The 2016 GMC Sierra is a perfect mix of comfort, strength and bravado.
The dispersal of General Motors’ eight-speed automatic transmission through the GMC Sierra 1500 lineup is nearly complete. Introduced to the Sierra in 2015 coupled with only the largest available engine, a 420-hp 6.2-liter V-8, the eight-speed has since become an option on certain Sierras equipped with the 5.3-liter V-8, forging a path through the Sierra lineup similar to the same transmission’s introduction into the Chevrolet Silverado family.
So About That Eight-Speed Automatic . . .
The eight-speed is the same 8L90 unit used in the Corvette, albeit with a different casing for its traditional placement directly behind the engine. (In the Vette, the 8L90’s orientation is mounted in the rear, where it serves as a transaxle.) The connections to General Motors’ sports car don’t end there—as we’ve noted before, the fire-breathing 6.2-liter small-block V-8 is derived from the Corvette’s V-8 engine, although tuned to produce torque lower in the rev range for better towing and hauling performance.
The 6.2’s 420 horsepower shove the Sierra around with no problem. That loaded 2014 Sierra 1500 Denali 4×4 with the 6.2 and the six-speed automatic—again, almost identical to this truck, save for the gearbox—hit 60 mph in 5.4 seconds and tore through the quarter-mile in 14.1 seconds at 99 mph. Weighing just a smidge over 100 pounds heavier than that truck, this 2016 model and its eight-speed gearbox reached the same marks in 5.6 seconds and 14.0 seconds. We’d attribute part of its split performance to slight differences in shifting strategies between the six- and eight-speed transmissions and chalk up the rest to the extra weight. Either way, the 6.2-powered Sierra is a seriously quick beast, and the V-8 sounds fantastic at full throttle.
It’s so alluring that we spent much of our test goosing the Sierra from stoplights and generally driving the thing pretty hard. We couldn’t help ourselves. Even so, the truck averaged 15 mpg in our hands, or 1-mpg better than did the six-speed-equipped version. (The four-wheel-drive 6.2’s EPA estimates each nudged 1-mpg higher with the adoption of the eight-speed.) The shifting experience has smoothed relative to the old six-speed, too, the transmission quickly and unobtrusively shuffling through ratios to reach the highest one for fuel-economy reasons but also being quick to downshift when power for a quick pass is needed. At times we noticed it hunting for gears at a steady-state cruise around 40 mph, where it seems the computer couldn’t decide which gear was best for allowing the V-8’s cylinder-deactivation feature to shut down four cylinders. At higher speeds, we found no such issues.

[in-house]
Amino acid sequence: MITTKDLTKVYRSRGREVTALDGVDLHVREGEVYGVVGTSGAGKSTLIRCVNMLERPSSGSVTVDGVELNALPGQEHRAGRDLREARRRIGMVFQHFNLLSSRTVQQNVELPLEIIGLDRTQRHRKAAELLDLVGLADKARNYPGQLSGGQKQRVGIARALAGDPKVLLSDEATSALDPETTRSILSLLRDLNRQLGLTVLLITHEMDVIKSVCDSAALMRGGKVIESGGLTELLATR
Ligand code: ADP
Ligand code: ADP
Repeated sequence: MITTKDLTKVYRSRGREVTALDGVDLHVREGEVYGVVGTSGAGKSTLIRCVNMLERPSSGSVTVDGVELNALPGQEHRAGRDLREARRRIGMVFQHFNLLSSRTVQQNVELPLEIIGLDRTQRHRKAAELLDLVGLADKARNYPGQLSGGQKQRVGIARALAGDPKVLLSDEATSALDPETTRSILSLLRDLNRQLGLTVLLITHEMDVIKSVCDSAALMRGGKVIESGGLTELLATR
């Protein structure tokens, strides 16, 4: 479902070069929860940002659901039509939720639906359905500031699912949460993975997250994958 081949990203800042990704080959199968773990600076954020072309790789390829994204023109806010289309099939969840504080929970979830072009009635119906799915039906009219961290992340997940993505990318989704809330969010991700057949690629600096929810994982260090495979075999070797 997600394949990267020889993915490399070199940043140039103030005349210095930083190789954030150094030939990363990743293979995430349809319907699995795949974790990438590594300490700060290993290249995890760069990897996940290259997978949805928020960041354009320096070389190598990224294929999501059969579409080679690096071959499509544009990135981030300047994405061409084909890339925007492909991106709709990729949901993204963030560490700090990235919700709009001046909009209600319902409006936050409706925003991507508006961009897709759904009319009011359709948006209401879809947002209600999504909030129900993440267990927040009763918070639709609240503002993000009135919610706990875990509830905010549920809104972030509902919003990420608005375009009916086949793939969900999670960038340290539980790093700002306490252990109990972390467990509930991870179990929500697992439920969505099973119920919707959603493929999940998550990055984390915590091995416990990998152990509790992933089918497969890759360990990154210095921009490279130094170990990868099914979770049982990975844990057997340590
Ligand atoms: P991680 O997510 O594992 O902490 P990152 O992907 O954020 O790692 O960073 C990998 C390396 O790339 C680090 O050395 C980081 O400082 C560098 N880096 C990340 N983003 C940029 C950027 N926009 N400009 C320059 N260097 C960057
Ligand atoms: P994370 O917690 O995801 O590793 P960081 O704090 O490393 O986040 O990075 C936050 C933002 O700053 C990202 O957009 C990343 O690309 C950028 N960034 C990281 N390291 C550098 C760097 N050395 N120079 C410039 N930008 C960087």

Treasures of the Sierra
As mentioned, the rest of the Sierra remains the same as before. From a driving perspective this means accurate electrically assisted steering; a stiff, easily modulated brake pedal; and firm, well-controlled ride quality, although even with adaptive dampers, the Denali model’s ride can be jarring due to its large 20-inch wheels (and likely would be even more so with the optional 22s). Awash in leather, aluminum, and wood, the Denali’s interior is a rich environment, but all Sierras benefit from simple controls, clear instrumentation, and a handsome cabin design. Our sole interior complaint remains with the steering-wheel location, which is bizarrely offset toward the middle of the truck, meaning its hub points directly at the driver’s right nipple instead of the middle of their chest.
With an as-tested price of $61,140—par for the course at the upper end of the full-size truck market—our Denali-spec test truck started at $57,930 but came with the $2495 6.2-liter V-8, $995 sunroof, $550 Enhanced Driver Alert package (forward-collision warning, lane-keeping assist, automatic high-beams, vibrating “safety alert” driver’s seat), and $1665 worth of special paint, power bed-access steps, and a trailer-brake controller. However, one needn’t go full Denali for the eight-speed and 6.2L combo, which is available in the Sierra 1500 SLT model at a savings of nearly $7000. Besides the Denali, the SLT model also is the only way to unlock the eight-speed option with the 5.3-liter V-8. In any form, the Sierra remains a compelling full-size truck (even if it is basically the same as the Chevrolet Silverado), but it would be even better with the eight-speed automatic standard across the board. GMC, and its customers, have improved fuel economy and a silkier driving experience to gain.